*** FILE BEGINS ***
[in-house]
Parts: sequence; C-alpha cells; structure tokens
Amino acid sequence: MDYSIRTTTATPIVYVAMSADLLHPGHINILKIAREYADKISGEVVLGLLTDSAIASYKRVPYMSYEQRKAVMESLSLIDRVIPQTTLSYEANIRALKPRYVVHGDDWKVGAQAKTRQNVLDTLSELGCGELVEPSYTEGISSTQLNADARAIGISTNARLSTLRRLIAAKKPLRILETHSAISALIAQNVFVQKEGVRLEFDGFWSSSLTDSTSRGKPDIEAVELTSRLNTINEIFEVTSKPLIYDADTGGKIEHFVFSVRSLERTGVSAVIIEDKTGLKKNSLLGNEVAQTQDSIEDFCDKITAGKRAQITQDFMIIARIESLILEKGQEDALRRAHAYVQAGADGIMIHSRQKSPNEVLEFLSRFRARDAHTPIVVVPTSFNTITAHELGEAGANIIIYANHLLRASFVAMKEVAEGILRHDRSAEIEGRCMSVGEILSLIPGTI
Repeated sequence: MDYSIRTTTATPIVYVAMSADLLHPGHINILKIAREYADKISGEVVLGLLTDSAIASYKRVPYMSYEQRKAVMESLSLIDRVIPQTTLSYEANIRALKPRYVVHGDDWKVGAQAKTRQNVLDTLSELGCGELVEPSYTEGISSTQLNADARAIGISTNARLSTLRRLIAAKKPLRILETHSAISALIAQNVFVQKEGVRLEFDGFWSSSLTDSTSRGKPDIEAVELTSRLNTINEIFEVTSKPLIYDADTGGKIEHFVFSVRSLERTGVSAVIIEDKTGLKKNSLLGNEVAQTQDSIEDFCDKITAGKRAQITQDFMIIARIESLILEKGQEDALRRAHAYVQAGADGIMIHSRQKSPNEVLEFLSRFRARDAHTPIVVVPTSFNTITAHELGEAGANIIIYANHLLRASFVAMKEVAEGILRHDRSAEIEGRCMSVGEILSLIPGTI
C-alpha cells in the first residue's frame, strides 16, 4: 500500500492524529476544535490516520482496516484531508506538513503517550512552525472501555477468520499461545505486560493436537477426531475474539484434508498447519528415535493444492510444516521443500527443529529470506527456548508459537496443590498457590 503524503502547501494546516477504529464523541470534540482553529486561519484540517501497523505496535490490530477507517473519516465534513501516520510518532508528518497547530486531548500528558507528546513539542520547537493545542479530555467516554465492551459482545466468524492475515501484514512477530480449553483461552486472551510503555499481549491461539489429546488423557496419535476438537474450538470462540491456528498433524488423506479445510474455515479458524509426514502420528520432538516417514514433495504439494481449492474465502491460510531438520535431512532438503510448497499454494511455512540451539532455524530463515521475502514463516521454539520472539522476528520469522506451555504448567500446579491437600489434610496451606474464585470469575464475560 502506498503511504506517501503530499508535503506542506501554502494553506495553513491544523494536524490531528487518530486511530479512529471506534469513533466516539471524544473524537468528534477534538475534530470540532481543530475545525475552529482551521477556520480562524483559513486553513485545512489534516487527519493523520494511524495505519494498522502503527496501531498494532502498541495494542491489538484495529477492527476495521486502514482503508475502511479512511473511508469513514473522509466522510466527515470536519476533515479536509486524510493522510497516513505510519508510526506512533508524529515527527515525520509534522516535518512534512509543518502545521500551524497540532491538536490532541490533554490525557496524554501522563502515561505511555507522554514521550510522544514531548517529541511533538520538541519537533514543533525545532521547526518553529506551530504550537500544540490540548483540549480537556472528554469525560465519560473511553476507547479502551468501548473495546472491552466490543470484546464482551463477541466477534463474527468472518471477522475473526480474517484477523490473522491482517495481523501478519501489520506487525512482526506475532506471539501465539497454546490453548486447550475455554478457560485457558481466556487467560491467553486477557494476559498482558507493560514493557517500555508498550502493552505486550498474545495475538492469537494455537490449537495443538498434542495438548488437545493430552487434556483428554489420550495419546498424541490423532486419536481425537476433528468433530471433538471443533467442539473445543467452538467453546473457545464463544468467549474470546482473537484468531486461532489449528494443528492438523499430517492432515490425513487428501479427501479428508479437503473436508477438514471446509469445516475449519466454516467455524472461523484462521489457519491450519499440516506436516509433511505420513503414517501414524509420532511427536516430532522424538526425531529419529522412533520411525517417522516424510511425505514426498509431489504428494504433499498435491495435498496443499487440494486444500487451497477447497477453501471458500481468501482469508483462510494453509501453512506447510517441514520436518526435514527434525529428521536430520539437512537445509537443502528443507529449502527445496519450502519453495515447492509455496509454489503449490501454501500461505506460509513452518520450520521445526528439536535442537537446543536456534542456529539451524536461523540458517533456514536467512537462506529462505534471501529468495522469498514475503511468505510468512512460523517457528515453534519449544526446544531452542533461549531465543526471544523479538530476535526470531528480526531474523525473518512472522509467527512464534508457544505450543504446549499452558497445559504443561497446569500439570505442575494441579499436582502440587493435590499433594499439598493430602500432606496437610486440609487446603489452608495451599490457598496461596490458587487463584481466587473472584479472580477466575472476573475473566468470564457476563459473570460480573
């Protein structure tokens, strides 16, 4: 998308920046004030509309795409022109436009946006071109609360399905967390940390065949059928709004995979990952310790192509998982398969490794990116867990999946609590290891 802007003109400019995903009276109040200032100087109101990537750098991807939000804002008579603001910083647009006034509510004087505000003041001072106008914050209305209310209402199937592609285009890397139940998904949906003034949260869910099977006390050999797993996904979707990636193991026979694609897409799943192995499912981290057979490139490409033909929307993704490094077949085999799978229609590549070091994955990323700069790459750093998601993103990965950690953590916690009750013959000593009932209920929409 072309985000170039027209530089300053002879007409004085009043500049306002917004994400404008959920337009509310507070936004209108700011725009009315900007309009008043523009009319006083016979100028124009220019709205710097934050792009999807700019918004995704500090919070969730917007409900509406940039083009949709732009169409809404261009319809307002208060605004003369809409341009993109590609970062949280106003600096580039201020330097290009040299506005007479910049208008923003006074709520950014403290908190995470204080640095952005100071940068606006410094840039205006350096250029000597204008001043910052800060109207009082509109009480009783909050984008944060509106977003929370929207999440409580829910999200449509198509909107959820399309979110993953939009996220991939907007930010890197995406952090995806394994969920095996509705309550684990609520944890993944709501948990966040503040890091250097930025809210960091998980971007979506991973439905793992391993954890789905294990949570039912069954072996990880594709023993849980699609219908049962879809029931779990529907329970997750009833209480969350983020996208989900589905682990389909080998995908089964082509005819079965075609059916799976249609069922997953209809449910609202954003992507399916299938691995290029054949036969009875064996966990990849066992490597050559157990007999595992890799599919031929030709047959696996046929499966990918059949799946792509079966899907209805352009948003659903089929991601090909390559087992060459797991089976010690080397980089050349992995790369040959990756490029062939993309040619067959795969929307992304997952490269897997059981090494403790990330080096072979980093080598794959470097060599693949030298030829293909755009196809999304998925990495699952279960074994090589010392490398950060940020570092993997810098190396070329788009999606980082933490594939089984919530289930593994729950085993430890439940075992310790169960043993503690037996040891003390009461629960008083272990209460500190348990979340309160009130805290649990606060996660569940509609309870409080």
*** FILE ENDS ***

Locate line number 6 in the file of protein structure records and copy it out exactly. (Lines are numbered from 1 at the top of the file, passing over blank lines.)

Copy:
């Protein structure tokens, strides 16, 4: 998308920046004030509309795409022109436009946006071109609360399905967390940390065949059928709004995979990952310790192509998982398969490794990116867990999946609590290891 802007003109400019995903009276109040200032100087109101990537750098991807939000804002008579603001910083647009006034509510004087505000003041001072106008914050209305209310209402199937592609285009890397139940998904949906003034949260869910099977006390050999797993996904979707990636193991026979694609897409799943192995499912981290057979490139490409033909929307993704490094077949085999799978229609590549070091994955990323700069790459750093998601993103990965950690953590916690009750013959000593009932209920929409 072309985000170039027209530089300053002879007409004085009043500049306002917004994400404008959920337009509310507070936004209108700011725009009315900007309009008043523009009319006083016979100028124009220019709205710097934050792009999807700019918004995704500090919070969730917007409900509406940039083009949709732009169409809404261009319809307002208060605004003369809409341009993109590609970062949280106003600096580039201020330097290009040299506005007479910049208008923003006074709520950014403290908190995470204080640095952005100071940068606006410094840039205006350096250029000597204008001043910052800060109207009082509109009480009783909050984008944060509106977003929370929207999440409580829910999200449509198509909107959820399309979110993953939009996220991939907007930010890197995406952090995806394994969920095996509705309550684990609520944890993944709501948990966040503040890091250097930025809210960091998980971007979506991973439905793992391993954890789905294990949570039912069954072996990880594709023993849980699609219908049962879809029931779990529907329970997750009833209480969350983020996208989900589905682990389909080998995908089964082509005819079965075609059916799976249609069922997953209809449910609202954003992507399916299938691995290029054949036969009875064996966990990849066992490597050559157990007999595992890799599919031929030709047959696996046929499966990918059949799946792509079966899907209805352009948003659903089929991601090909390559087992060459797991089976010690080397980089050349992995790369040959990756490029062939993309040619067959795969929307992304997952490269897997059981090494403790990330080096072979980093080598794959470097060599693949030298030829293909755009196809999304998925990495699952279960074994090589010392490398950060940020570092993997810098190396070329788009999606980082933490594939089984919530289930593994729950085993430890439940075992310790169960043993503690037996040891003390009461629960008083272990209460500190348990979340309160009130805290649990606060996660569940509609309870409080």